Color

Color: (n) pigmentation of the skin, especially as an indication of someone’s race.

To find a real black person you have to go deep into Africa.

The only white people are albinos.

To get yellow skin usually requires liver disease.

And red skin is any one of a number of young girls in Fort Lauderdale during Spring Break.

Yet for some reason we decide to take these colors and differentiate not only race–not only customs–but certainly intelligence, morality, violence and quality.

What actually is the difference in color between an American Negro and an American Hispanic, or an American housewife of Beverly Hills after leaving the tanning booth?

It can’t be about color. There just isn’t that much variation.

And of course, once you get right below the epidermis, we all pink up.

So what in the hell is this all about?

At one time we were so frightened there wouldn’t be enough squirrels, rabbits and wild turkeys in the woods, so we tried to thin the herd of our human competition by making them lesser, therefore teaching them they couldn’t eat the actual meat of the buffalo, but could have all the internal organs they wanted.

Are we still stuck in that survival mode?

Are we so terrified that we’re going to be exposed as lackers or slackers that we try to characterize one group of people as already occupying that space–and then colorize them?

 

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Buckwheat

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Buckwheat: (n) an Asian plant milled into flour

The first black person I ever saw was on a television screen, watching “The Little Rascals.”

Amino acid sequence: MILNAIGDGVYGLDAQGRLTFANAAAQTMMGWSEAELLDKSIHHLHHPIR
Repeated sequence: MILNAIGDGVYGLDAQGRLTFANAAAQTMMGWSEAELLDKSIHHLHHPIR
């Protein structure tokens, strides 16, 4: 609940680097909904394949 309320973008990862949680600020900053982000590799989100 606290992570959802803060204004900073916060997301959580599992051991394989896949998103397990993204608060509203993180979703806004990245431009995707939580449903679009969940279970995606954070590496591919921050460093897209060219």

His name was Buckwheat.

He looked really weird to me. And of course, the producers of the show did little to play down his ethnicity.Dictionary B

No–that was the goal. The purpose was to establish that even though this crazy group of kids had invited in a snooty rich girl–Darla–and a black bug-eyed little boy named Buckwheat, that it was completely normal because these were all children of the neighborhood.

From that experience, I learned the power of imperfection.

While some people may scream about injustice in the world, there are those who quietly and perhaps awkwardly introduce ingenious concepts into our lives, and by doing so, gradually contribute to the common good.

Even though Buckwheat was a very stereotypical “tar-baby” type of character, the mere fact that he was in the gang and included with all the white kids, rich kids, Italian kids and kids with cowlicks, caused me to deal with the possibility that the races might just possibly be comfortable mixing together.

Without that, I don’t know how long it would have been before I ever saw what we then referred to as a “Negro.” And by that time I would not have been six years old and pliable to the notion of accepting another race.

Even when ideas are not perfect, if within their imperfection they are moving toward social justice, we should certainly support them.

 

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